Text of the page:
“The shuttering of Gourmet reminds us that in a click-or-die advertising marketplace, one ruled by a million instant pundits, where an anonymous Twitter comment might be seen to pack more resonance and useful content than an article that reflects a lifetime of experience, experts are not created from the top down but from the bottom up. They can no longer be coronated; their voices have to be deemed essential to the lives of their customers. That leaves, I think, little room for the thoughtful, considered editorial with which Gourmet delighted its readers for almost seven decades.”
This was written by Christopher Kimball, the publisher of Cook’s Illustrated magazine, in an Op Ed piece earlier this week in The New York Times, obviously in response to the death of Gourmet magazine.
But it strikes me that his piece is really talking to all of us who sell any kind of expertise, yes, but more importantly feel that there is value in a lifetime of real experience. This blog has ranted often about the use of crowd sourced web sites for design, and discouraged work on spec. All of this done in support of the notion that design has value, and the value is derived from the shared experience of us, our colleagues, and certainly our clients.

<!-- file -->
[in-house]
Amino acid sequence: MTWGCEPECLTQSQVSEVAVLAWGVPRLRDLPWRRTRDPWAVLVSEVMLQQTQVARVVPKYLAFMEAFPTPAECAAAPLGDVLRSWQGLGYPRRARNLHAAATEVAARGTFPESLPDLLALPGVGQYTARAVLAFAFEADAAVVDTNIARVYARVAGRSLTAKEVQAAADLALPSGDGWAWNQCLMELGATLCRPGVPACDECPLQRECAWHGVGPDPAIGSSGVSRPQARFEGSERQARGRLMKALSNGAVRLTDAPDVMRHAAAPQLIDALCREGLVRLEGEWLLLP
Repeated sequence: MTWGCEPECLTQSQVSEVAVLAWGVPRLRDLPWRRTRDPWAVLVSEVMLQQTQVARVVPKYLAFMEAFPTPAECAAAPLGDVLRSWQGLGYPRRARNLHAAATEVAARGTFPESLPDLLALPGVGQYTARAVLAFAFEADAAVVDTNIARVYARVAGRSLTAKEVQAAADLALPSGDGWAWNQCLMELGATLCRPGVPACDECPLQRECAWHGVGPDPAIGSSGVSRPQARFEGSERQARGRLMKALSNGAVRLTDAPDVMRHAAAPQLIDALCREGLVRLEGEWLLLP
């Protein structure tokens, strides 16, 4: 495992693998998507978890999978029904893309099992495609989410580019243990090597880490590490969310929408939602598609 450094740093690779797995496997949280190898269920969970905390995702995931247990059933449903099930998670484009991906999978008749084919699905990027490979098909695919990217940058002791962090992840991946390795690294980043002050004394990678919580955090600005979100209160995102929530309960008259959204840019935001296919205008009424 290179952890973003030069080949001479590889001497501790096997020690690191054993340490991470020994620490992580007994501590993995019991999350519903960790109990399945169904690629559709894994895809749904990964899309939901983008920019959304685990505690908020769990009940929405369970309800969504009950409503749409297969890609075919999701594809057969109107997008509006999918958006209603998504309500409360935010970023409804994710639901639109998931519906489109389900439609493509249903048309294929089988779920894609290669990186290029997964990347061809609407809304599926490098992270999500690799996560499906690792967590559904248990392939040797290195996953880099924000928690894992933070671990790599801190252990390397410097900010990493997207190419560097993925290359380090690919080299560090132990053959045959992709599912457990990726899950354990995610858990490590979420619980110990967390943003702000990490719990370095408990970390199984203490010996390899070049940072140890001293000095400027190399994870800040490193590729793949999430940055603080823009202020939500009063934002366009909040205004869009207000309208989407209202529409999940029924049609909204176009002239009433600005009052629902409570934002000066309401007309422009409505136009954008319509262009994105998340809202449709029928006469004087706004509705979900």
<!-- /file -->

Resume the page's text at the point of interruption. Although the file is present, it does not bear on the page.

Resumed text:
Mr. Kimball goes on to say,
“To survive, those of us who believe that inexperience rarely leads to wisdom need to swim against the tide, better define our brands, prove our worth, ask to be paid for what we do, and refuse to climb aboard this ship of fools, the one where everyone has an equal voice. Google “broccoli casserole” and make the first recipe you find. I guarantee it will be disappointing. The world needs fewer opinions and more thoughtful expertise — the kind that comes from real experience, the hard-won blood-on-the-floor kind. I like my reporters, my pilots, my pundits, my doctors, my teachers and my cooking instructors to have graduated from the school of hard knocks.”
Seems to me he is not just talking about the publishing industry, he is also giving good advice to the design industry.